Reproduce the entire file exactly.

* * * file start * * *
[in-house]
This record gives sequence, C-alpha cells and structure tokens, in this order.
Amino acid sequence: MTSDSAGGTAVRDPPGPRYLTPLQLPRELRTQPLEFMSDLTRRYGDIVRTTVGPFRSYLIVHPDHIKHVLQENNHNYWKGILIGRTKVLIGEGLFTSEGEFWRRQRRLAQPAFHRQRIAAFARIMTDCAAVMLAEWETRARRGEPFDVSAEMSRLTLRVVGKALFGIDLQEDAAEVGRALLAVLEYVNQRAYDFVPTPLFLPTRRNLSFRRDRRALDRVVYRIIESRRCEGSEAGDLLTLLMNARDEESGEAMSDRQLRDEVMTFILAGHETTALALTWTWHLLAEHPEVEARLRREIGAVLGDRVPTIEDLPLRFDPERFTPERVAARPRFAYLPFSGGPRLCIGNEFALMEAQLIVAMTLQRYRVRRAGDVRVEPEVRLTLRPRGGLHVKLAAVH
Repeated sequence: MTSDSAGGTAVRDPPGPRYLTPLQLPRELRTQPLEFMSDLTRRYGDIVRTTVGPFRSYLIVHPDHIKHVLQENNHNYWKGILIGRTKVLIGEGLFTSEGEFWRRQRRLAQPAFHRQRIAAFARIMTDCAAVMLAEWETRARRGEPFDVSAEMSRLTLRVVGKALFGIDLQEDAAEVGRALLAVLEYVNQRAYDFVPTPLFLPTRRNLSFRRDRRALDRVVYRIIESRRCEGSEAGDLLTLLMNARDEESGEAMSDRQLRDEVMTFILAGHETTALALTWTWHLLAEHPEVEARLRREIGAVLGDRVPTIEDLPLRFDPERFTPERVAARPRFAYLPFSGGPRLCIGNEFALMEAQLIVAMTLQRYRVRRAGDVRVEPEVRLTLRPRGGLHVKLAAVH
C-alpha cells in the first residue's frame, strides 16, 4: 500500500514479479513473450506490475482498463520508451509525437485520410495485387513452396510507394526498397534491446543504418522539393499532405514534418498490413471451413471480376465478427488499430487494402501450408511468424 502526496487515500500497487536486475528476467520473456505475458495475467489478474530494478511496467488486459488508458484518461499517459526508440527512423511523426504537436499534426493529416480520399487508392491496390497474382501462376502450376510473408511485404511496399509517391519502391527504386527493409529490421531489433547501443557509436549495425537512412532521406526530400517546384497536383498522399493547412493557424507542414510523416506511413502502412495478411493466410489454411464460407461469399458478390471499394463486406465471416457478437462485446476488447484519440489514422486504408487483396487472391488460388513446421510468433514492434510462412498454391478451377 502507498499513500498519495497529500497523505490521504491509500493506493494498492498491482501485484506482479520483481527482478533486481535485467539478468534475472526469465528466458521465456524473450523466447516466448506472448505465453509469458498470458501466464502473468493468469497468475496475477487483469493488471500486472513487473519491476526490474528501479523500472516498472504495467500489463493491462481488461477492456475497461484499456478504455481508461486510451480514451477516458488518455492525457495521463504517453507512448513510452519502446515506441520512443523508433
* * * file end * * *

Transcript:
[in-house]
This record gives sequence, C-alpha cells and structure tokens, in this order.
Amino acid sequence: MTSDSAGGTAVRDPPGPRYLTPLQLPRELRTQPLEFMSDLTRRYGDIVRTTVGPFRSYLIVHPDHIKHVLQENNHNYWKGILIGRTKVLIGEGLFTSEGEFWRRQRRLAQPAFHRQRIAAFARIMTDCAAVMLAEWETRARRGEPFDVSAEMSRLTLRVVGKALFGIDLQEDAAEVGRALLAVLEYVNQRAYDFVPTPLFLPTRRNLSFRRDRRALDRVVYRIIESRRCEGSEAGDLLTLLMNARDEESGEAMSDRQLRDEVMTFILAGHETTALALTWTWHLLAEHPEVEARLRREIGAVLGDRVPTIEDLPLRFDPERFTPERVAARPRFAYLPFSGGPRLCIGNEFALMEAQLIVAMTLQRYRVRRAGDVRVEPEVRLTLRPRGGLHVKLAAVH
Repeated sequence: MTSDSAGGTAVRDPPGPRYLTPLQLPRELRTQPLEFMSDLTRRYGDIVRTTVGPFRSYLIVHPDHIKHVLQENNHNYWKGILIGRTKVLIGEGLFTSEGEFWRRQRRLAQPAFHRQRIAAFARIMTDCAAVMLAEWETRARRGEPFDVSAEMSRLTLRVVGKALFGIDLQEDAAEVGRALLAVLEYVNQRAYDFVPTPLFLPTRRNLSFRRDRRALDRVVYRIIESRRCEGSEAGDLLTLLMNARDEESGEAMSDRQLRDEVMTFILAGHETTALALTWTWHLLAEHPEVEARLRREIGAVLGDRVPTIEDLPLRFDPERFTPERVAARPRFAYLPFSGGPRLCIGNEFALMEAQLIVAMTLQRYRVRRAGDVRVEPEVRLTLRPRGGLHVKLAAVH
C-alpha cells in the first residue's frame, strides 16, 4: 500500500514479479513473450506490475482498463520508451509525437485520410495485387513452396510507394526498397534491446543504418522539393499532405514534418498490413471451413471480376465478427488499430487494402501450408511468424 502526496487515500500497487536486475528476467520473456505475458495475467489478474530494478511496467488486459488508458484518461499517459526508440527512423511523426504537436499534426493529416480520399487508392491496390497474382501462376502450376510473408511485404511496399509517391519502391527504386527493409529490421531489433547501443557509436549495425537512412532521406526530400517546384497536383498522399493547412493557424507542414510523416506511413502502412495478411493466410489454411464460407461469399458478390471499394463486406465471416457478437462485446476488447484519440489514422486504408487483396487472391488460388513446421510468433514492434510462412498454391478451377 502507498499513500498519495497529500497523505490521504491509500493506493494498492498491482501485484506482479520483481527482478533486481535485467539478468534475472526469465528466458521465456524473450523466447516466448506472448505465453509469458498470458501466464502473468493468469497468475496475477487483469493488471500486472513487473519491476526490474528501479523500472516498472504495467500489463493491462481488461477492456475497461484499456478504455481508461486510451480514451477516458488518455492525457495521463504517453507512448513510452519502446515506441520512443523508433